Sunday, August 17, 2014


UK-based RareNoiseRecords is a unique enterprise in our times: an outlet for musicians from which one can conclude that artistic freedom coexists with indifference to genre, a place where taste and commitment to interesting sounds seem to carry the day.

Which is not to say that "interesting" has to pander to be accessible. While the label, and this episode, boasts much music of the the avant garde or experimental variety, there is seldom dissonance at the expense of melody, rhythm or harmony. When the playing does get "out", the sensitive listener is never left behind. This is music of engagement, not alienation.

Also contributing to every RareNoise release is a tremendous leveraging of modern recording technique. Like the classic jazz and world imprints of the past, there is no sense of shoestring budgets here. The music is done right. Whether the sounds are acoustic, electronic, ambient or tightly arranged, a RareNoiseRecords release can be counted on to sound terrific.

The label has been featured here before, notably in our end-of-2011 podcast episode, but also in reviews of several of their releases which we published on this site as well as on All About Jazz. While this is the first episode of the Burning Dervish Podcast dedicated to a single label (with one exception, noted below), there was no sponsorship or business arrangement. We are fans, not paid advocates.

Many artists featured on RareNoise releases have been in our wheelhouse for ages. A superlative example of this is Bill Laswell. Substantial amounts of his output of the last 35 years has been covered on this site. A few episodes back, Laswell as a player, writer and producer featured quite prominently in What the Future Used to Sound Like. A perusal of our archive will reveal his repeated presence.

The playlist for this episode is:
  1. Indigo Mist from Cuong Vu and Richard Karpen's minimalist tribute to the music of Duke Ellington and Billy Strayhorn, That the Days Go By and Never Come Again
  2. The Bill Laswell Dub Remix of Strange Dream, from the self-titled Helio Parallax release, on M.O.D. Technologies, a sympatico label devoted to the music of Laswell - with a track that fits too well here to leave out
  3. Avant Buddha by Chat Noir, the opening track on their on the album,  Elec3cities
  4. Step Lively, from the jazz trio record, The New Standard, by Jamie Saft, Steve Swallow and Bobby Previte, the most soulful drummer this side of Joey Baron or Brian Blade...
  5. Twinscapes, by bassists Lorenzo Feliciati and Colin Edward, gives us the track In Dreamland
  6. The 21st Century's own organ trio, Interstatic, is represented by In the Beginning, from the album, Arise
  7. Laswell rears his head again on the track Nork, from the self-titled release by super group (what else can you call a band featuring veterans of King Crimson, John Zorn, Peter Gabriel?), Mumpbeak
  8. Not since Sonny Sharrock and Peter Brotzman lit it up as Last Exit has metal met free jazz so beautifully. In this case the ensemble goes by the name Free Nelson Mandoomjazz and their track featured here is a cover of none other than the title song of the self-named debut album by stoner-metal forerunners Black Sabbath. It must be heard to be believed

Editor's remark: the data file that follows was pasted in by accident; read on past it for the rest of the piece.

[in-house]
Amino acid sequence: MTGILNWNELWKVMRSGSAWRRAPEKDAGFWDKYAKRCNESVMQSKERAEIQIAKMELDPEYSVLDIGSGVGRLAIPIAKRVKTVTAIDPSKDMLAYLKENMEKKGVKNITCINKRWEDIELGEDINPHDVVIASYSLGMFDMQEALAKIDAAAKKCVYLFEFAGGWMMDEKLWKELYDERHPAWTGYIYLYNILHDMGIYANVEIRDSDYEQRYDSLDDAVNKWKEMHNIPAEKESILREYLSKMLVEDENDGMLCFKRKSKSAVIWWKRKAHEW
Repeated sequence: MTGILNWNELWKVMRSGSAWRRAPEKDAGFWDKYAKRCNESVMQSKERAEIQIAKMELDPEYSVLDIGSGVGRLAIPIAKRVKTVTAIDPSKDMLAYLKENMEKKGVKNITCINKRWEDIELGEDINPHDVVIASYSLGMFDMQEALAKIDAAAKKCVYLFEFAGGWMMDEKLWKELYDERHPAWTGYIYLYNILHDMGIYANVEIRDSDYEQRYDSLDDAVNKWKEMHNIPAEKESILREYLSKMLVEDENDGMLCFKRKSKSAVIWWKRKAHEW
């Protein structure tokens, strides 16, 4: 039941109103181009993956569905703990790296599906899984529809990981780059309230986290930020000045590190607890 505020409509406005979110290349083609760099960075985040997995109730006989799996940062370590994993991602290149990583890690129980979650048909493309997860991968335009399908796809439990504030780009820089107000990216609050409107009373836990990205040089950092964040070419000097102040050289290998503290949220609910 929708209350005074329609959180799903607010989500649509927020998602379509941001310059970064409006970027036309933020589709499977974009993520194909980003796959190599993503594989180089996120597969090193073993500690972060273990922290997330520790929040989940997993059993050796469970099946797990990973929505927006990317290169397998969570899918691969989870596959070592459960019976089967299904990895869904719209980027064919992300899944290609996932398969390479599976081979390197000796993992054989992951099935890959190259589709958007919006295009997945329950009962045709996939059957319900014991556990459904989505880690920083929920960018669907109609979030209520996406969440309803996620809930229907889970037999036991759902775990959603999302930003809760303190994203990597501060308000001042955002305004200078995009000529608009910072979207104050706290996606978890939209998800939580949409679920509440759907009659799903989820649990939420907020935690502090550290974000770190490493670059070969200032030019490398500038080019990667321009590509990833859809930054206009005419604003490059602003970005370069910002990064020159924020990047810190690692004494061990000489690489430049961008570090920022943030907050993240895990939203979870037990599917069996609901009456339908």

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Friday, July 18, 2014

Hopeful Melody

Propelling ritual and identity, rhythm is the musical staple food of Africa. What of melody?

Whether the product of voices in English, French, or a thousand tribal dialects, the breath through a horn or flute, or a plucked kora, it is melody that tells the true stories of struggle, liberation, celebration and despair so contrasting on the continent.

This episode weaves melody over, through and around rhythms from Addis Ababa to Cape Town and includes these tracks:Download (right click and save) | Subscribe to all episodes | Subscribe in iTunes

Monday, July 07, 2014

What the Future Used to Sound Like

All of the music in this episode was recorded before 1984, some as early as 1978, and ties many experimental strands together as it firmly establishes the foundation of the "No Wave" movement (which sprang from the art scene in downtown New York City).

The roots of this musical family tree spread all the way back to the underground music scene of mid-60s London, to bands like Soft Machine and Gong (members of which feature in the episode). In fact, perusing the lineups of those two groups in particular, one is led to artistic endeavours as diverse (and important in their own ways) as Manfred Mann, The Police, Sonic Youth, Carla Bley, jazz fusion, prog rock, ambient noise and countless others. This is music that influenced - and influences - high and low art from the late 20st century through today. Dig deeper, starting with the artists here. Whether you move forward or back in time from them, you will be astounded by the scope of the reach and impact.

Much of the music in this episode is truly of the "timeless" variety. An overused word, for sure, but rather than stretch for synonyms, let's call it what it is. Whether it is recording techniques, instrumentation, or composition, a significant portion of the songs in this mix could have been recorded today. Or 35 years ago.

This is what the future used to sound like.

Process / Motion - Material
Materialism - New York Gong
Panther Burn - Curlew
America Is Waiting - Brian Eno and David Byrne
Conversations With White Arc - Fred Frith
Shadow to Shadow - Kip Hanrahan
Reduction - Material
Square Dance - Material
Fastfather - Daevid Allen
Lizard Point - Brian Eno
I'm Sorry, I'm Such a Weenie - Jill Kroesen
Gate - Massacre
Filter - Elliot Sharp

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